If you wear glasses for astigmatism, you may experience blurry vision at the edges of the lenses. Glasses for astigmatism have an optical distortion in the periphery of the lenses, which does not occur with astigmatism corrective surgery.

Eyeglasses and contact lenses for astigmatism

Can Laser Eye Surgery Fix Astigmatism?

While glasses or contacts can provide vision correction, they do not alter the shape of your eye. Laser eye surgery for astigmatism, on the other hand, employs lasers to address and rectify various vision issues.


The trained ophthalmologists at Discover Vision Centers offer the LASIK procedure as a safe and effective astigmatism correction surgery. LASIK surgery is short for laser-assisted in-situ keratomileusis and involves the use of a laser to reshape the surface of the cornea, thus smoothing the irregular surface of the eye and resolving the refractive error to treat astigmatism.


The newer SMILE laser eye surgery for astigmatism involves corneal reshaping using a laser to create a lens-shaped piece of tissue (lenticule) just beneath the cornea’s surface. This lenticule is subsequently extracted through a minute incision. Currently, the SMILE procedure, which stands for Small Incision Lenticule Extraction, is approved for addressing mild and moderate  astigmatism.


Photorefractive keratectomy (PRK), also known as advanced surface ablation (ASA), is an effective laser eye surgery for astigmatism. PRK can be a great alternative for patients who are not candidates for other forms of laser eye surgery, such as LASIK or SMILE. PRK has a similar outcome to LASIK and SMILE, but this laser vision correction is slightly different, as PRK does not involve the creation of a flap on the surface of the eye.

Intraocular Lens Implant (IOL)

Another astigmatism laser eye surgery is the intraocular lens implant, also known as an IOL. An IOL is an artificial lens that replaces the eye’s natural lens during cataract surgery or refractive lens replacement/exchange. IOLs can correct astigmatism with toric IOL or the light adjustable lens.

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Complications Associated With Astigmatism

What Are The Complications Associated With Astigmatism?

Untreated astigmatism can give rise to various complications. For instance, if not corrected, it can lead to amblyopia or a “lazy eye”, especially when one eye has more severe astigmatism than the other. Moreover, uncorrected astigmatism may cause persistent eye strain and headaches.

However, even with laser eye surgery, there are potential risks associated with surgical intervention. Temporary side effects post-surgery include dry eyes, light sensitivity, and nighttime vision issues. In some cases, more lasting complications like vision loss or regression to the pre-surgery visual state can also occur.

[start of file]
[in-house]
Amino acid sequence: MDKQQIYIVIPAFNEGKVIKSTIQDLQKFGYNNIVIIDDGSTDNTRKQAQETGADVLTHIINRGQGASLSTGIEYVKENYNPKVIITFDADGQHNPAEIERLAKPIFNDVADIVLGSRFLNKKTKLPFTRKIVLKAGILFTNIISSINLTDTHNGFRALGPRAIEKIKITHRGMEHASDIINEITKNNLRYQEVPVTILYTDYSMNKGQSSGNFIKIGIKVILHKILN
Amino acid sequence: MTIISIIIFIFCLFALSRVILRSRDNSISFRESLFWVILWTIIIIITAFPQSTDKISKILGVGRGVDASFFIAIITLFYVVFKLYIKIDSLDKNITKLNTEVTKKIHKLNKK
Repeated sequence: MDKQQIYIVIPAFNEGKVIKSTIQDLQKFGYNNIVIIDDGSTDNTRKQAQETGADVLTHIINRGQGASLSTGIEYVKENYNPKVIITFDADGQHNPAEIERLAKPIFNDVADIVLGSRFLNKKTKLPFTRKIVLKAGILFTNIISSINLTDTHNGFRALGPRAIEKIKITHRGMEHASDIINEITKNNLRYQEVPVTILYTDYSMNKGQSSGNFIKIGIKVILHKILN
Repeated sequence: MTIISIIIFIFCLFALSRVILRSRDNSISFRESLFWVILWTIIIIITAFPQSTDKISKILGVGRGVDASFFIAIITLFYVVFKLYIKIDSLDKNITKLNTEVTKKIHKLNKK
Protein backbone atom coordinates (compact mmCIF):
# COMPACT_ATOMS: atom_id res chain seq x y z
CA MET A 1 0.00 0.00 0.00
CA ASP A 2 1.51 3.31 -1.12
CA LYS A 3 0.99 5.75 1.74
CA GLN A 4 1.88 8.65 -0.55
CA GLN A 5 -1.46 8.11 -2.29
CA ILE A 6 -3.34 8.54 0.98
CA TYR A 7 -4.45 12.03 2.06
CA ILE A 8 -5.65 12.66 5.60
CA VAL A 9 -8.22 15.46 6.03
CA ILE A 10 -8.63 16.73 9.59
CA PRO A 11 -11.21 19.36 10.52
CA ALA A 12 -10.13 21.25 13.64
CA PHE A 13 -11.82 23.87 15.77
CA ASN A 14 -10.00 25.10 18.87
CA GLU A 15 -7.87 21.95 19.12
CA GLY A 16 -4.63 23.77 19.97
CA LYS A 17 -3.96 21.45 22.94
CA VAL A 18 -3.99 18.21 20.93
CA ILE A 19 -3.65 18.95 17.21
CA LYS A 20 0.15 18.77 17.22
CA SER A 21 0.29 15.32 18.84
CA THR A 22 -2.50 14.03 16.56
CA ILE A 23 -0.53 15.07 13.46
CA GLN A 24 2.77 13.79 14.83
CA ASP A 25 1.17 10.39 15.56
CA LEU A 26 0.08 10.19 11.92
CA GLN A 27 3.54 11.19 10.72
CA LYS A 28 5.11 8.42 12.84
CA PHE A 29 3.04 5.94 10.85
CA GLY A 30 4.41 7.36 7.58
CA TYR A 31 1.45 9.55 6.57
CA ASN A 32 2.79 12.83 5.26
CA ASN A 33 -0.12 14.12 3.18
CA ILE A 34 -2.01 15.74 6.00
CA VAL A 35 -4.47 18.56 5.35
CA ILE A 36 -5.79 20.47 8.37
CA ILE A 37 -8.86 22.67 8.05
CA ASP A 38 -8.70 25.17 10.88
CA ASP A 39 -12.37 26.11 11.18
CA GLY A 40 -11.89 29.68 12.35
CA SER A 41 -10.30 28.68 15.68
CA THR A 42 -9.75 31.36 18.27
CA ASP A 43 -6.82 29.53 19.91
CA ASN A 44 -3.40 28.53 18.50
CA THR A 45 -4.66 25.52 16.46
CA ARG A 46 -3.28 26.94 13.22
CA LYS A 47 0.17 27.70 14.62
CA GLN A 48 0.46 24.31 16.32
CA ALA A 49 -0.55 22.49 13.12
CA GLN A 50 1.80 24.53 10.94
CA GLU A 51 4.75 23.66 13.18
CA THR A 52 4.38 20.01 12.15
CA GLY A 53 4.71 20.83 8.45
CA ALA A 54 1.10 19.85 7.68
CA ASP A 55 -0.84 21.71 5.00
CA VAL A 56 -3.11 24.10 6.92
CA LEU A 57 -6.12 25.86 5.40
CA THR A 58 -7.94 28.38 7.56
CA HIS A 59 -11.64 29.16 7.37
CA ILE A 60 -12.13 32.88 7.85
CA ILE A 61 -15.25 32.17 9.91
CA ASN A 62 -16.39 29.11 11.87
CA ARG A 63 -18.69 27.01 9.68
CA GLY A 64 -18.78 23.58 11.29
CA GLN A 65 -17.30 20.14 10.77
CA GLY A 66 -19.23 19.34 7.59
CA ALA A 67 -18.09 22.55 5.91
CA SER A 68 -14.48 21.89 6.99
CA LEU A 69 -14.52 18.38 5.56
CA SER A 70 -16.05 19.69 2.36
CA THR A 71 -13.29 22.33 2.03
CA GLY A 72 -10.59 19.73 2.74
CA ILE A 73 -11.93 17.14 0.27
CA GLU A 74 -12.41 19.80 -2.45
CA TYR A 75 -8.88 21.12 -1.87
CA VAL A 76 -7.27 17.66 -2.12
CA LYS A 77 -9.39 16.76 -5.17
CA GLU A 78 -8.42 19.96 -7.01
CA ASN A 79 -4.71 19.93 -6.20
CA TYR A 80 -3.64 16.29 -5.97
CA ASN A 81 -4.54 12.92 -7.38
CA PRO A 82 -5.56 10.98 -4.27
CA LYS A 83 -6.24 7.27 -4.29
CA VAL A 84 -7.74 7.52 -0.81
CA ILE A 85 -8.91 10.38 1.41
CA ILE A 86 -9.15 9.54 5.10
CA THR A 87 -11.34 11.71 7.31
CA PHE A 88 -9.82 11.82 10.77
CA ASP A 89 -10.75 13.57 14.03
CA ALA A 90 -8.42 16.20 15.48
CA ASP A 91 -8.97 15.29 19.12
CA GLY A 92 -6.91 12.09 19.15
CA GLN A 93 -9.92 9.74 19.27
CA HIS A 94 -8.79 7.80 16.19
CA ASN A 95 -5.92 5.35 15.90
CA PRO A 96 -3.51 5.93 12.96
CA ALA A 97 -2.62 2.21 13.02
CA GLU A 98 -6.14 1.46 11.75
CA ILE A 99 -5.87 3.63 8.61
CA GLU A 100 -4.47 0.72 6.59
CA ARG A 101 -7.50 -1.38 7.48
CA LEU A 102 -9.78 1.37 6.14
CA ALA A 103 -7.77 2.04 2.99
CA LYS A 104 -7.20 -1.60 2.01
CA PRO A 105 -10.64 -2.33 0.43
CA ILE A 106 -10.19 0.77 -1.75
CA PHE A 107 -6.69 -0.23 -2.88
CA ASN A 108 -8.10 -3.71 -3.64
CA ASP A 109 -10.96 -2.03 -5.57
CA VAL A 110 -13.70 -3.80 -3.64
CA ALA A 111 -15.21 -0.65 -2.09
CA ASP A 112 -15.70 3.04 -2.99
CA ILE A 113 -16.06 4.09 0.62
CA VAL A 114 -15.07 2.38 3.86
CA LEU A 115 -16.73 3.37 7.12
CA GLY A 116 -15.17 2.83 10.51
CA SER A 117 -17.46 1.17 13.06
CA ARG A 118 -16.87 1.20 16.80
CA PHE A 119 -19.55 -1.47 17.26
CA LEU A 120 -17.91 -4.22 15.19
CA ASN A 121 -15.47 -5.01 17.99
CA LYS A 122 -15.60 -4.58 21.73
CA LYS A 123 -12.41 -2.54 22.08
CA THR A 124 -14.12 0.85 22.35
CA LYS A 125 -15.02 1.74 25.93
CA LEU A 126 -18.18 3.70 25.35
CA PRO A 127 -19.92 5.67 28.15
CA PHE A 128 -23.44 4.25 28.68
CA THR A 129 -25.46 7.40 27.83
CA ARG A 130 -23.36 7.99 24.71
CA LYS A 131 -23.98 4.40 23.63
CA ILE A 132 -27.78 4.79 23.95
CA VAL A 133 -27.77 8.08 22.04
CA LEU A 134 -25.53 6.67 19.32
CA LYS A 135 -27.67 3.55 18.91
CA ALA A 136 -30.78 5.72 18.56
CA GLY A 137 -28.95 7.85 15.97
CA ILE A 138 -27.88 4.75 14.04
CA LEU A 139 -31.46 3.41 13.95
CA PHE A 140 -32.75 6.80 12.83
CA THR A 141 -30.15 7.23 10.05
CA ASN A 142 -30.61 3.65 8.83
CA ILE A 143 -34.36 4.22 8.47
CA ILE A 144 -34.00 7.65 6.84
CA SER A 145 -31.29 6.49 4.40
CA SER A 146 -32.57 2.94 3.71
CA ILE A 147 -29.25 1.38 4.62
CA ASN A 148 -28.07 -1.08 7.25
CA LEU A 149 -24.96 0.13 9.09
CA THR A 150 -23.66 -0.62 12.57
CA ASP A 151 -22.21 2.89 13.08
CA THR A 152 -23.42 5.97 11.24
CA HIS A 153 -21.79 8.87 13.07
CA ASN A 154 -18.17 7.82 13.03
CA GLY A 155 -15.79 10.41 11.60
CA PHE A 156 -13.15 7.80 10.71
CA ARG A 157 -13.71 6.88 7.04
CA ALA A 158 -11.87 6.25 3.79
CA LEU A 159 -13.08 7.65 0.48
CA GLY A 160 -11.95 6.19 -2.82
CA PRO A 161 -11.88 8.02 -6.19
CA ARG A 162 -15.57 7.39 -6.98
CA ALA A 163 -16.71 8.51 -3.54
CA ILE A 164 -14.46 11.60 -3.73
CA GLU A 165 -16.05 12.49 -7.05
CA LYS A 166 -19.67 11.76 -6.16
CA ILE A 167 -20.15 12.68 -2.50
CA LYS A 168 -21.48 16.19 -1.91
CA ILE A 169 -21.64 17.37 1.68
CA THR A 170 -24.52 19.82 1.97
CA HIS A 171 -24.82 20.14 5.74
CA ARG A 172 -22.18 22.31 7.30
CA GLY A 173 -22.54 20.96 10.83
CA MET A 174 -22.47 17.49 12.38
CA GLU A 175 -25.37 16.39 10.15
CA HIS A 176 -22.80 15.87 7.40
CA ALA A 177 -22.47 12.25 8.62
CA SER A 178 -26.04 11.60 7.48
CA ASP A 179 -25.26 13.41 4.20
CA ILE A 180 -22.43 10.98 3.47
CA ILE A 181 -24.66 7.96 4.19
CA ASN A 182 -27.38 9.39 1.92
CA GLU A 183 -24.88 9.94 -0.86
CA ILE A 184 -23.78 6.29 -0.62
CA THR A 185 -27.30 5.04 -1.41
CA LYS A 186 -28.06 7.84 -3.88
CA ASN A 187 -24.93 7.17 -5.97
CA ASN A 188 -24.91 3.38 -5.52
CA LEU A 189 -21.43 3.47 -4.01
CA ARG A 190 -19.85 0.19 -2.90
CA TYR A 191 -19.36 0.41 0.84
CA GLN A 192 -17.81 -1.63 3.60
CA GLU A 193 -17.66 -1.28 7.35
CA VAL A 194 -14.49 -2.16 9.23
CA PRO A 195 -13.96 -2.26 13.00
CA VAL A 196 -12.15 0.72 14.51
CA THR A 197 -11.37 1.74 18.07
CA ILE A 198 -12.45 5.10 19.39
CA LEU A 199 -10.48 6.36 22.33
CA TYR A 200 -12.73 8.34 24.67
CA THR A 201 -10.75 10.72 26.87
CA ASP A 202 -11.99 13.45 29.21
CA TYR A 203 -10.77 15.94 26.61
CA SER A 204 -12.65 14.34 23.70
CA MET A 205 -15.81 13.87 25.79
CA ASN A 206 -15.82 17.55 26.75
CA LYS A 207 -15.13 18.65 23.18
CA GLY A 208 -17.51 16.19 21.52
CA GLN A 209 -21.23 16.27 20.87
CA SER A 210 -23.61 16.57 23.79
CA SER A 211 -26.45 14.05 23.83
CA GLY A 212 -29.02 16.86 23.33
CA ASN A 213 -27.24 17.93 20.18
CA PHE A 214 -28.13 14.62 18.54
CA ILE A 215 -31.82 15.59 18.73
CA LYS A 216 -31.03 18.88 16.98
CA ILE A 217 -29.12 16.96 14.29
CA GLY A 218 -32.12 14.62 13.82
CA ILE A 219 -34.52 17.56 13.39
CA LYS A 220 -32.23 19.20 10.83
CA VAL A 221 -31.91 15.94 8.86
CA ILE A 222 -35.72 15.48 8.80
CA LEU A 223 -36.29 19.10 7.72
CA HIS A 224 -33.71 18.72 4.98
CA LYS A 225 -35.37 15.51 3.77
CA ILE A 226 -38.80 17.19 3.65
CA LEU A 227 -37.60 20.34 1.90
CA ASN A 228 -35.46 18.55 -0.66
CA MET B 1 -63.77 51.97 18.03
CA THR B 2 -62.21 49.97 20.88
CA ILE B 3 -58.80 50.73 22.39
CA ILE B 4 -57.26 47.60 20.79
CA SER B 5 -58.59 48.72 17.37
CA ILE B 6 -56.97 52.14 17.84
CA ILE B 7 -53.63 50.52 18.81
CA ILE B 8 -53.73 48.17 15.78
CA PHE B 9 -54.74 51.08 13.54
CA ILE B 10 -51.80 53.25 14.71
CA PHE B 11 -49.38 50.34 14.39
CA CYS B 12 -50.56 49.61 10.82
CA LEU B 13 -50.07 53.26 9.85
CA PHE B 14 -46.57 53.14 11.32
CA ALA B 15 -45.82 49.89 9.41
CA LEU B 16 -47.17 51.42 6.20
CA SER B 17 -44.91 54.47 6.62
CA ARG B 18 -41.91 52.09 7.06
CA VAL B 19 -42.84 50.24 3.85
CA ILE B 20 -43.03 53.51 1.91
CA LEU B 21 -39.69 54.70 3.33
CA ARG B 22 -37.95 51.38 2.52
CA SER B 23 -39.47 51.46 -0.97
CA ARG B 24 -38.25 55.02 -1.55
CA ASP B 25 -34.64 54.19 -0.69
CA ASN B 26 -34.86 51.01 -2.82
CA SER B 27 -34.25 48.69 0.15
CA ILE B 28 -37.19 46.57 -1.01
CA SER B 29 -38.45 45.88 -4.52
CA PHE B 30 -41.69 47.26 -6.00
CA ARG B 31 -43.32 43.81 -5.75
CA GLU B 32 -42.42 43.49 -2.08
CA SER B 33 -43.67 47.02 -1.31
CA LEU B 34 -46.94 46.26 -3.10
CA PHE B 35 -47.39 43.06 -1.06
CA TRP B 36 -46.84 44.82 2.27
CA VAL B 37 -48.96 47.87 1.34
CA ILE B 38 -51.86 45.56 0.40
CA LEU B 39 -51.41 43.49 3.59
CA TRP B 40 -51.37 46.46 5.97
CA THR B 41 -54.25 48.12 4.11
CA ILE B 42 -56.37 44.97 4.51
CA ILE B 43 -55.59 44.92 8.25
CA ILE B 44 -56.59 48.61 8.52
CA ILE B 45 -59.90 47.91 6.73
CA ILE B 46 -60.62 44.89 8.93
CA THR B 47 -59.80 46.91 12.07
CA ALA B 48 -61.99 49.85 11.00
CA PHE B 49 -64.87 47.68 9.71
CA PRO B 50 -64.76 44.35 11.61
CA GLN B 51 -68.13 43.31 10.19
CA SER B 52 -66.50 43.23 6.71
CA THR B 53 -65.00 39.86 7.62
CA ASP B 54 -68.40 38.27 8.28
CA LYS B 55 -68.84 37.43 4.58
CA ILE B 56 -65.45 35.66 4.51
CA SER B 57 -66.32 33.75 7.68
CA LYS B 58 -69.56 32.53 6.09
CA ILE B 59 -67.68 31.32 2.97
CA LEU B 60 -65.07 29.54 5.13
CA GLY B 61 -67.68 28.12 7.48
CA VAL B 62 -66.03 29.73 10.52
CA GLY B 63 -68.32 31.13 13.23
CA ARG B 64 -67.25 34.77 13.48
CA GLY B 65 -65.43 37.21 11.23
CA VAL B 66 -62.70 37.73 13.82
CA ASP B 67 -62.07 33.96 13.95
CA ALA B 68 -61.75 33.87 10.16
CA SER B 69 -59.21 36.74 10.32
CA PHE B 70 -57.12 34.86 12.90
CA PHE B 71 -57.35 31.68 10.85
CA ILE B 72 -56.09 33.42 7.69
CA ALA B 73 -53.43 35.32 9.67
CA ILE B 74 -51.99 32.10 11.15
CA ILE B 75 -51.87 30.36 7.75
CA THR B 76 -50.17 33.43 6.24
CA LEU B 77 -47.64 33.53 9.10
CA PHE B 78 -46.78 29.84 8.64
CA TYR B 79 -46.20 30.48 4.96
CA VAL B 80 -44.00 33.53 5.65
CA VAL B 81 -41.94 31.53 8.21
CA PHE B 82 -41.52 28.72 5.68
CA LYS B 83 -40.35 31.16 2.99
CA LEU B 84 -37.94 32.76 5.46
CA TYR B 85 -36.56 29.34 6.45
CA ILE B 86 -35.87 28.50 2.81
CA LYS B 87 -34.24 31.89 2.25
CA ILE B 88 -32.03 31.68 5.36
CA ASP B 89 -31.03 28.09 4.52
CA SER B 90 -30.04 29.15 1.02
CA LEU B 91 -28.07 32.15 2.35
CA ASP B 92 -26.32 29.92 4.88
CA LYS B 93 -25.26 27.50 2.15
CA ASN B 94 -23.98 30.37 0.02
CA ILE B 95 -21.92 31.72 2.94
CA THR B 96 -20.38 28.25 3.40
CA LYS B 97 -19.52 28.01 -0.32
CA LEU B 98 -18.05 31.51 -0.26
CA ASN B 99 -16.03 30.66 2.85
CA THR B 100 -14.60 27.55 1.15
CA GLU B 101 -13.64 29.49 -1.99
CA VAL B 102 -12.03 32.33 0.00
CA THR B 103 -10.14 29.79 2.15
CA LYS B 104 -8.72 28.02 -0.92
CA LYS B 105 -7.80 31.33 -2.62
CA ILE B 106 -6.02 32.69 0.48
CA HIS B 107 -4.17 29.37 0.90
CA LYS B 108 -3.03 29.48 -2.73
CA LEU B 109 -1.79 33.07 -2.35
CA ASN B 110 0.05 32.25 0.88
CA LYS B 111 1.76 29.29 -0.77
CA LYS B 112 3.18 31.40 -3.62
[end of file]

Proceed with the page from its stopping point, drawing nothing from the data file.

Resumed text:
How Can I Prevent Astigmatism?

Astigmatism generally cannot be prevented, as it is often present from birth or develops naturally over time as the eyes undergo changes. If you have astigmatism, there is a possibility that your children might also inherit or develop a similar refractive error.

When Should I Have My Eyes Examined?

Regular eye examinations are essential to promptly identify and address potential vision issues. The frequency of these exams varies based on age and individual needs. Here’s a general guideline:

  • Children: Pediatrician eye checks during well-child visits until school-age, and then every one to two years.
  • Adults under 40: Every five to ten years.
  • Adults aged 40-54: Every two to four years.
  • Adults over 55: Every one to three years.

However, certain circumstances may require more frequent checks:

  • Individuals using glasses, contacts, or other visual aids.
  • People with diabetes, who need more frequent monitoring.

Consulting an eye care specialist is crucial to determine the optimal exam schedule for your specific situation.

How Can I Prevent Astigmatism?

Preparing for Your Appointment

Preparation is key for your upcoming eye appointment, regardless of the specialist you’re seeing. Here’s what you can do:

  • List the symptoms you’re experiencing, even if they appear unrelated to your primary reason for the appointment.
  • Note any significant personal information, recent life changes, or sources of stress.
  • Create a comprehensive list of all medications, supplements, and vitamins you’re taking, along with their dosages.
  • Compile a set of questions to ask your doctor during the appointment. This could cover topics like your specific condition, potential treatment options, and lifestyle changes to improve eye health.

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Why Choose Discover Vision for Astigmatism Eye Surgery?